It's pretty bad - furloughs for state workers, four-day work weeks, another reduction in funding for the UC system, and sharp trims in health and welfare spending are among the big cuts proposed by the governor in his May revision. The additional cuts are the result of a budget deficit that has ballooned to
$16 $15.7 billion from the earlier estimate of $9.2 billion. And the cuts might be even more drastic if voters turn down his proposed tax increases in November. From the LAT:
The gap grew, the budget revision states, because Brown over-estimated tax revenues by $4.3 billion and the federal government and courts blocked $1.7 billion in cuts the state wanted to make. The remainder of the difference reflects an increase in the amount of money the state is mandated to spend on education under a complex voter-approved formula.
From Capitol Alert:
In a quirk of state budget law, even though revenues are down, the requirement for funding K-12 schools and community colleges will go up next school year. It is not entirely clear what this will mean for K-12 school districts, most of which are already laying off teachers and increasing class sizes because they are assuming a worst-case scenario in which voters will reject the governor's tax initiative. Brown previously asked districts not to do that, and his new budget lays out an alternative path in which he wants them to cut three weeks of school across the next two school years - averaging a week and a half in each year - if his tax measure fails.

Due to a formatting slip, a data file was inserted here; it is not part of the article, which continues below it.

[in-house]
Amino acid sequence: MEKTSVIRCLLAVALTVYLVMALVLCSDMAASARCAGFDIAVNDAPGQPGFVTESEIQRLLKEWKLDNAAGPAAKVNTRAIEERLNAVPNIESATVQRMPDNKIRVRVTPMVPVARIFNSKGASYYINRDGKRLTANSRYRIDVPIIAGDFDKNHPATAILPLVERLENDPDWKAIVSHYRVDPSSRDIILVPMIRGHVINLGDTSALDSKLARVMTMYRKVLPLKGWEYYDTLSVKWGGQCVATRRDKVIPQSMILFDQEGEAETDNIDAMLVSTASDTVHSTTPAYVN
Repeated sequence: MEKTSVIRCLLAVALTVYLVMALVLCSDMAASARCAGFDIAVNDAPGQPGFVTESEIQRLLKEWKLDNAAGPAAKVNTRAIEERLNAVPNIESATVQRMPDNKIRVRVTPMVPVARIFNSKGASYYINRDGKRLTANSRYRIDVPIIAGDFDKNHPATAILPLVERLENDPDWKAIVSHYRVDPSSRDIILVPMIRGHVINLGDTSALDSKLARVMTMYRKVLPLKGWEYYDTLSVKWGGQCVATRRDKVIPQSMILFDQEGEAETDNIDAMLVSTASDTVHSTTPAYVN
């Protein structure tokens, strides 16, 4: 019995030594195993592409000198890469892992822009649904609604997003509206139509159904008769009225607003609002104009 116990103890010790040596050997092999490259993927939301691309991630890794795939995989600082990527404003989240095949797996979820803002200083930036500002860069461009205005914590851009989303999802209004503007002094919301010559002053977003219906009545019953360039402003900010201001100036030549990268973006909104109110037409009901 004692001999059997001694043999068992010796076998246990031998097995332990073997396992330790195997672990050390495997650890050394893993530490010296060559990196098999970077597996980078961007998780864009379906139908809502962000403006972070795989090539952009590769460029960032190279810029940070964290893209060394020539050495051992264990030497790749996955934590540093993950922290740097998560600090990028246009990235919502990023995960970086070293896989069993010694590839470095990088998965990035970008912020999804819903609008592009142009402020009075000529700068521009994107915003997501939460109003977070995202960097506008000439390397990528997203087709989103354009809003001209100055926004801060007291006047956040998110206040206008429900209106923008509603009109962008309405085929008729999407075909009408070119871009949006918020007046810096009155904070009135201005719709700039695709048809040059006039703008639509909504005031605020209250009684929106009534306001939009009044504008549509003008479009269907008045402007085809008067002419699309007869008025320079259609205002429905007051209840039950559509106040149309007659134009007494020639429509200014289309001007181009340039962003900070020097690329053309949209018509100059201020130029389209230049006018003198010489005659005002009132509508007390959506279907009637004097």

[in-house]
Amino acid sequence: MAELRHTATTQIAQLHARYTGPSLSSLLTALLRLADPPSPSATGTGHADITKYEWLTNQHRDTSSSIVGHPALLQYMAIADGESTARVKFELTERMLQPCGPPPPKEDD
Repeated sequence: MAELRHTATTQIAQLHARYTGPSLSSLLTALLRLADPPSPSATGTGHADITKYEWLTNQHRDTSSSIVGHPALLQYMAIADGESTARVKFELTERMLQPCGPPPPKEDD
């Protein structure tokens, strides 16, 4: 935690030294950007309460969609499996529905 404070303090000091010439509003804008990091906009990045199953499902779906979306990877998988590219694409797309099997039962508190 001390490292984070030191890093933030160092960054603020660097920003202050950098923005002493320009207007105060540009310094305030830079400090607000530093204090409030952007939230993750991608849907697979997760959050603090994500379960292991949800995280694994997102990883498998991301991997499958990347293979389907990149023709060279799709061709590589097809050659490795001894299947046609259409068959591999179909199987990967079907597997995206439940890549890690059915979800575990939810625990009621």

So far, not much reaction from the legislature. But look for pushback from both sides of the aisle - the Republicans because they object to tax increases and the Democrats because they object to additional cuts.
*Here's the governor's budget revision.